You can usually buy coverage for children between 15 days and 18 years old. Riders last until your child reaches age 25 or you reach age 65 or age 75, depending on your provider. 

Do other insurance riders apply to child rider coverage?

When you buy life insurance, you have the option to add other riders in addition to a child rider. However, most other riders you purchase only apply to your coverage.

One exception is the waiver of premium rider, which pays your premiums if you become disabled. That waiver covers all of your premiums, including riders. 

Child riders by life insurance company

Here’s how many insurance companies handle child riders on term life insurance policies.

Company

Eligible ages

Coverage amount

Annual cost per $1,000

Asks medical questions?

Add to active policy?

AIG

15 days to 18 years

$500 to $25,000

$5.00

Yes

Yes

Banner Life

15 days to 18 years

$5,000 or $10,000

$5.50

No

No

Lincoln Financial

15 days to 18 years

$1,000 to $15,000

$5.00

Yes

Yes

Mutual of Omaha

15 days to 20 years

$1,000 to $10,000

$7.20

No

No

Pacific Life

15 days to 18 years

$1,000 to $10,000

$5.50

Yes

Yes

Protective

15 days to 18 years

$1,000 to $25,000

$6.00

Yes

Yes

Prudential

15 days to 18 years

$10,000 to $100,000

$5.15

Yes

No

SBLI

15 days to 23 years

$1,000 to $25,000

$6.00

Yes

No

Symetra

15 days to 17 years

$1,000 to $10,000

$4.20

No

No

Transamerica

15 days to 18 years

$1,000 to $99,000

$6.00

Yes

Yes

Methodology: Information based on policies offered by Policygenius as of February 2022.

What happens when a child term rider expires?

Before the child rider expires, you can either convert it into an individual child life insurance policy or let the coverage run out. Your child would then need to apply for their own life insurance coverage as an adult.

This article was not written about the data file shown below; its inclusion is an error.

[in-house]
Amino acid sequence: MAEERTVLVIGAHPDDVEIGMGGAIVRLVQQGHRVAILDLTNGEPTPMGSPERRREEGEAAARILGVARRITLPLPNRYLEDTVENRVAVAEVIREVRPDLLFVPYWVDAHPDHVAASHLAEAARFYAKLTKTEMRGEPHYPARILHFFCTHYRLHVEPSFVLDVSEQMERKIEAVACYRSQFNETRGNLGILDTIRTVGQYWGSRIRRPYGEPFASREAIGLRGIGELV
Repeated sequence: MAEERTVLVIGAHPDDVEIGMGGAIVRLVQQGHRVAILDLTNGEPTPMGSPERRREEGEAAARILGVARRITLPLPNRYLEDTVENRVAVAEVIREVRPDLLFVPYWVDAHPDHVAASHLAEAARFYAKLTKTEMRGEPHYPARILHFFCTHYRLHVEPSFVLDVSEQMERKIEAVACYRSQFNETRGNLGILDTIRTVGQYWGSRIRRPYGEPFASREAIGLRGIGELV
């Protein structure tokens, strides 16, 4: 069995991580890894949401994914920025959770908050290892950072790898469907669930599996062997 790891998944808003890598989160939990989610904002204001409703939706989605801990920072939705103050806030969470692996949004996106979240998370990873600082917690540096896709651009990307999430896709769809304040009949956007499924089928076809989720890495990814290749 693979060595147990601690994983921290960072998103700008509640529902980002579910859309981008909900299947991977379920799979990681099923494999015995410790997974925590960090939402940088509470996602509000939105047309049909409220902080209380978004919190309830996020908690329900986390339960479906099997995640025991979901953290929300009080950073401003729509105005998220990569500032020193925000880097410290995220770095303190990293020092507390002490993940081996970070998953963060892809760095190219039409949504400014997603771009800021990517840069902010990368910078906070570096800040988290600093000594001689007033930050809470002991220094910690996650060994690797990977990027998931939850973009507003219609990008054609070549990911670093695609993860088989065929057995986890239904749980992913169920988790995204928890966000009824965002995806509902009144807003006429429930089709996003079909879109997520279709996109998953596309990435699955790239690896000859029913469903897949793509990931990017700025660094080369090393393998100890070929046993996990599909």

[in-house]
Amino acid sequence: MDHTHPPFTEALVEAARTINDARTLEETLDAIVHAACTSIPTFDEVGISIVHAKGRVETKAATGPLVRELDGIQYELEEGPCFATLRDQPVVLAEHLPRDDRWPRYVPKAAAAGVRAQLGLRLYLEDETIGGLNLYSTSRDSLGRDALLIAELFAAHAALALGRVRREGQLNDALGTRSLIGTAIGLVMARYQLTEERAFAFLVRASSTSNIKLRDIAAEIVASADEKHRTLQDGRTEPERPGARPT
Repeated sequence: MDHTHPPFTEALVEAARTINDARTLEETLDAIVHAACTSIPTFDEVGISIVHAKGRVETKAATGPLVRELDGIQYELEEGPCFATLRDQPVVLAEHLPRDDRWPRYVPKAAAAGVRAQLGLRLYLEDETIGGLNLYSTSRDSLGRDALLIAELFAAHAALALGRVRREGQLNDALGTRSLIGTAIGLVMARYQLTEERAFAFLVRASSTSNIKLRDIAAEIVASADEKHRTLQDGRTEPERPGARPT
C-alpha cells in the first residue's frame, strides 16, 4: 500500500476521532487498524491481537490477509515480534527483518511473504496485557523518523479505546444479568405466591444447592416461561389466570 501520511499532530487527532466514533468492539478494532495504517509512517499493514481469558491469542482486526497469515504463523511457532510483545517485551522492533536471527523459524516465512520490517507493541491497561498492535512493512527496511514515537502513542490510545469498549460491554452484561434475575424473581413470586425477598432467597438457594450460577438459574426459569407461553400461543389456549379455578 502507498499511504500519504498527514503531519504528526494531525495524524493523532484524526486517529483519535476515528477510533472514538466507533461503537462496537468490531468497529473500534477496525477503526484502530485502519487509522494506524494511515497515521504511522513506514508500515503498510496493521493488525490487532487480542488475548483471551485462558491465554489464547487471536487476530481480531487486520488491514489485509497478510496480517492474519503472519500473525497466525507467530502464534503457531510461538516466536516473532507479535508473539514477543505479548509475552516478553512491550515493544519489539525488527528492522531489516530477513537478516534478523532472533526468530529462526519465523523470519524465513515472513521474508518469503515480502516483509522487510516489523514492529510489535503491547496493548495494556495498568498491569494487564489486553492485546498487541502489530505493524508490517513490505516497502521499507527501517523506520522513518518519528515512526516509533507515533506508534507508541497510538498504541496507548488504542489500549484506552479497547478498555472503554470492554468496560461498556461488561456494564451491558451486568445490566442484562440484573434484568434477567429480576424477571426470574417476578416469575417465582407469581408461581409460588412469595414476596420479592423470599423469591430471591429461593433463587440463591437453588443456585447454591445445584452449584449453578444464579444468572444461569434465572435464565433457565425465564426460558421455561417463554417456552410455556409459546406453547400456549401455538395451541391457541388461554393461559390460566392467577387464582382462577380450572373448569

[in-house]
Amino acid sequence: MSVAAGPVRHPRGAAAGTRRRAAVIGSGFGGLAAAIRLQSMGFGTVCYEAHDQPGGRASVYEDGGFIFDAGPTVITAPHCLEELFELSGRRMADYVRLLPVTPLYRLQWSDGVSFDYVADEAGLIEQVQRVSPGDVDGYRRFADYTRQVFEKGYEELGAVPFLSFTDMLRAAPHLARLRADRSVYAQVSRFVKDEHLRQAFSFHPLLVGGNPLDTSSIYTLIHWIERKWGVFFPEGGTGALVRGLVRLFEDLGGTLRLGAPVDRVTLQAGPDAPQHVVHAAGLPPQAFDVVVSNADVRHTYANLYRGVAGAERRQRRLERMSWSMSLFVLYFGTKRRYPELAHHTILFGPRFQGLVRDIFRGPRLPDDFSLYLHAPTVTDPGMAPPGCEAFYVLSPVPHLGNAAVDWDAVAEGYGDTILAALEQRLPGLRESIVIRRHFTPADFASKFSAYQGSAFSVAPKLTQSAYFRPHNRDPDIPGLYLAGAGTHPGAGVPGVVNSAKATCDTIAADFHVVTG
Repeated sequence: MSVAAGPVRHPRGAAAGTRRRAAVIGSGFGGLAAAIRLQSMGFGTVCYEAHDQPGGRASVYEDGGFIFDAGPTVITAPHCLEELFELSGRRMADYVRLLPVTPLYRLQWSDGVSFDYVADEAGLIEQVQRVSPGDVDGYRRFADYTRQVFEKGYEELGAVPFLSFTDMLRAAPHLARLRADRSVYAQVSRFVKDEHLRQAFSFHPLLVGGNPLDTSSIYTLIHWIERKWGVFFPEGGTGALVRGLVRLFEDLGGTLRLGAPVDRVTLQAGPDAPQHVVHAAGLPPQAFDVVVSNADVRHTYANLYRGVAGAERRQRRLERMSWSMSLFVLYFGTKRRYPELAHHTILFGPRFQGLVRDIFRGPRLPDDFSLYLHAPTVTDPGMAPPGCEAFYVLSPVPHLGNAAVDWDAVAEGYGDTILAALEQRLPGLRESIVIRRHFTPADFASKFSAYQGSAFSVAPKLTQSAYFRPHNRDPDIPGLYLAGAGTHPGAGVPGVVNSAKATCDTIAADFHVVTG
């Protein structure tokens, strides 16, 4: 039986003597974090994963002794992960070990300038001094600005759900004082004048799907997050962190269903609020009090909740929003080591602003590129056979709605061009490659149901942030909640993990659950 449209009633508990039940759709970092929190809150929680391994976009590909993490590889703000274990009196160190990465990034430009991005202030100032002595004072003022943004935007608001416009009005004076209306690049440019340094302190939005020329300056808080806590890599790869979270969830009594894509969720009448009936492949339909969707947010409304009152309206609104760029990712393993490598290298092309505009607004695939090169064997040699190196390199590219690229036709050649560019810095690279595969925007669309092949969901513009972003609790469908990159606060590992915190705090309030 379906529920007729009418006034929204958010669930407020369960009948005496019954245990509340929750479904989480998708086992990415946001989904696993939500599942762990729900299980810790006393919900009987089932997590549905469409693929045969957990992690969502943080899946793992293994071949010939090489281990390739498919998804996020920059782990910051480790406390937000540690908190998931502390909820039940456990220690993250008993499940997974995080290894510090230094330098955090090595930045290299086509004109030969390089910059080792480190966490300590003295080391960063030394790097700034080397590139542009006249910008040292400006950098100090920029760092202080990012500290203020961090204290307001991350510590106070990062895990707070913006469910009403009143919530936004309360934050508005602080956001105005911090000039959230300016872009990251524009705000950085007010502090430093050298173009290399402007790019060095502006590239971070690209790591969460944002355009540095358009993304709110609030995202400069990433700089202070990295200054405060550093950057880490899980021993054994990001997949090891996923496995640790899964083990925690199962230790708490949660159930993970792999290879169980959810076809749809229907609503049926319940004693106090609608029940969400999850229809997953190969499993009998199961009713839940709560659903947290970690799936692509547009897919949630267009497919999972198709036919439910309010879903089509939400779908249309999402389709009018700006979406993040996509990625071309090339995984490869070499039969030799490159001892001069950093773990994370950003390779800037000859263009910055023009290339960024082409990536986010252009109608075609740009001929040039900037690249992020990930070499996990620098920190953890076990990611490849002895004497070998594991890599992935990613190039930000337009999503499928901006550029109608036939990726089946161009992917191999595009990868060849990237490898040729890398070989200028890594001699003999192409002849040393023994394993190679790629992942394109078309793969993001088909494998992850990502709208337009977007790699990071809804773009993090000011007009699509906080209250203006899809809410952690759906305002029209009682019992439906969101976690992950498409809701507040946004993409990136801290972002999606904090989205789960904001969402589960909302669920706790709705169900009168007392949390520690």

Most child riders can be converted into a permanent life insurance policy with up to five times the amount of the original rider’s coverage. If you have $10,000 in coverage on your child rider, you might be able to convert it to a $50,000 whole life policy for your child.

However, permanent policies aren’t right for most people because they are five to 15 times more expensive than term life policies. Unless your child won’t be able to qualify for life insurance in the future, they’ll find a cheaper policy on their own.

We don’t recommend buying separate life insurance policies for children, but child riders are an inexpensive way to get the most out of your life insurance policy. If the cost of a funeral would cause your family financial trouble, consider adding a child rider to your term life insurance coverage.

Frequently asked questions

What is a child rider on a life insurance policy?

A child rider is an inexpensive, optional add-on to your life insurance policy that pays out a small death benefit if any of your children pass away.

Can you take life insurance out on a child?

You can buy whole life insurance for children, but it’s costly and most children don’t need their own policy because they don’t make income for their family.

When can you add a child rider to your life insurance policy?

It depends on your insurance company. Some companies allow you to add (or drop) a child rider after your policy is active, but some don’t.

What does a child rider pay for?

The payout from a child rider can be used for anything, including funeral expenses.

Author

Editor & Licensed Life Insurance Expert

Amanda Shih

Editor & Licensed Life Insurance Expert

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Amanda Shih is a licensed life, disability, and health insurance expert and a former editor at Policygenius, where she covered life insurance and disability insurance. Her expertise has appeared in Slate, Lifehacker, Little Spoon, and J.D. Power.

Expert reviewer

Michael Reynolds, CSRIC®, AIF®, CFT-I™, is a financial advisor, principal and founder of Elevation Financial, host of the weekly personal finance podcast Wealth Redefined®, and a member of the Financial Review Council at Policygenius.